I had high, high hopes for Pirate Chain. It is based on ZKsnarks which enable private transactions. It is also one of the few cryptos that include the ability to send private messages along with transactions. All transactions are shielded by zero knowledge math proofs (spooky math). The cartoonishly silly cashtag $ARRR might have scared away “legit” altcoiners (if they exist).
But, this is an AnarchoCapitalist dream! With Central Bank Digital Currencies, which are government controlled crypto prototypes that will (likely) facilitate financial surveillance, PirateChain is a logical hedge. I was smitten.
I joined their Discord and attended weekly meetings. I had every reason to fall in love. Their Discord was an irreverent of salty memes, somewhat pornographic GIFs and lively conversations. The weekly meetings showcased projects and organizations that advocate privacy and security projects. They even have a pirate shanty, and it’s amazing!
It’s a variation on the Jollyman shanty and the chorus is this;
Soon may the Pirate Chain come, to bring us crypto gold and rum
One day when the system is done we’ll take our treasure and go (huh!)
Podcast appearances on the venerable Unloose the Goose survivalist podcast boosted sales. The implementation of “wrapped ARRR” wARRR allowing cross chain transactions was cause for celebratory buys.
And real Pirates are generous. Name That Tune contests, airdrops and scatterfire tips abounded in the Pirate Chain Discord. The big spenders (early investors in the 4 cent era, I’m told) would happily drench the online community with tokens, incentivizing community participation by react airdrops. Phrase drops would require users to type outlandish phrases like “Good morning pirates, have a wonderful day and may you have much rum and treasure” in order to be rewarded with ARRR tokens. Saturday nights would be a raucous blur of memes, airdrops and generous Pirates redistributing their tips to whomever posted the LOList memes.
Buying was difficult from the get-go, but that’s the allure. KuCoin is the best (worst) option. P2P transactions were facilitated in the trading channel, and I know a few pirates that participated. It’s been on sale for quite some time, hovering around 8 cents for years, spiking past 10 bucks during the rip (which coincided with Tax Day April 20th) and beyond. But it has steadily eroded down to the sub-dollar mark with market cap in the 130 million range.
Alas, when Quora became a partner, things started to sour. Quora is a “magic beans” project which promised to do just about everything while being based on Java and developed over the past 5 years by one person. I pointed my autistic friend to the Q and he laughed and said he wasn’t wasting time with white hatting a junior college coding project. The Pirate leadership was adamant. It was a sea change.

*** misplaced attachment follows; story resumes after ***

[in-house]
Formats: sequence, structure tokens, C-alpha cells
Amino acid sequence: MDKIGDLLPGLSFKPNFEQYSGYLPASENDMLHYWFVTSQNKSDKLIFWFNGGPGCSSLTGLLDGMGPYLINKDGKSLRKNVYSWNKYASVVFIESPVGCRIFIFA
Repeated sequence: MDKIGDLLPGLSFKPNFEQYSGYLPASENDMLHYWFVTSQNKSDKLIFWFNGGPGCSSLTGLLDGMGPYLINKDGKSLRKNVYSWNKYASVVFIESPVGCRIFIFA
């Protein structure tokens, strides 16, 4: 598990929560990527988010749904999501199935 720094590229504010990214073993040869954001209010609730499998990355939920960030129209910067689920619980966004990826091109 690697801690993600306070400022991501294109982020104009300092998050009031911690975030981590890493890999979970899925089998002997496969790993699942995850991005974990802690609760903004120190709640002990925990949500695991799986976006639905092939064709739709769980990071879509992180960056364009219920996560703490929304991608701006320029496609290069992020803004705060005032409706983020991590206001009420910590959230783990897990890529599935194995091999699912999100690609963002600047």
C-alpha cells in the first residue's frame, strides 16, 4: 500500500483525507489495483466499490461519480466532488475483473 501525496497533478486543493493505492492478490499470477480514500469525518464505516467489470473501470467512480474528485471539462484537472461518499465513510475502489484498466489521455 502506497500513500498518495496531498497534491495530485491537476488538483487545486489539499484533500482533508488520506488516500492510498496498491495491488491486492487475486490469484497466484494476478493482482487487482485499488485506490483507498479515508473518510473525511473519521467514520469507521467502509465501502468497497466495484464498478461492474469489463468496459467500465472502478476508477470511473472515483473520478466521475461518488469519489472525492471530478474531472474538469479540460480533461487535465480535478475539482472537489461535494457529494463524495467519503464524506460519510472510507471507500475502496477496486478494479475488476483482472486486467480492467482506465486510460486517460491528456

During a very dark evening, a Discord user named “Gunnery Sergeant Hartman” a nod to the tyrant Marine Corps Drill Instructor in Stanley Kuberick’s Full Metal Jacket, attained moderator privileges and started banning people for the mildest of misbehavior. Let’s Go Brandon meme? Banned. Calling someone a “commie”? Banned. As far as Pirates go, those infractions are merely baseline trolls to scare away the normies and Karens. The vast majority of Pirates have thick skins and healthy senses of humor. As AnCap pirates should be.
I had to get to the bottom of this coup upon my most favorite of sub-200 altcoins. Thankfully, I was invited to a splinter community of Discord denizens that had been ban-hammered by the Gunny. “Okay, dudes. What happened,” I asked.
The response: The "core team" is apparently having a civil war and used us in the middle of it.
Me: That sounds bad.
Other Pirate: With the DMCA I figure they want control
Another Pirate: All the [Komodo] chains are going through restructuring
Ahh, I thought. Komodo is the development kit that birthed Pirate Chain
Another user chimed in with: everyone We are currently crafting a response to the DCMA notice filed by a competitor project to our pirate repository on GitHub… https://www.dmca.com/FAQ/What-is-a-DMCA-Takedown
Takedown notification. Some “legit” investors got involved. The “owners” of Komodo didn’t like what the Pirate community was doing with their (copyrighted) software. Perhaps they were trying to sell the whole “open source” platform to reputable investors and the spirited nonsense on the Pirate Chain Discord had to go. Trump memes and literal pirate booty was disallowed. This was the only nail in the coffin, but sometimes you only need one.
This mutiny of normies shed light on the errors, dumbness and worst traits of crypto projects attempting to normalize.
So be aware, altcoiners and NFTers- if your supporting platform or artist does not like what you are doing with their IP, despite claims of “fair use”, the can choose to take you down, Normie Style.
Let this be a cautionary tale to you aspiring pirates, NFT minters and altcoin aficionados- there are copyright bullies, normies and Karens out there that will gut your fledgling or full-blown community of the crypto cred that you spend years building in the cryptoverse.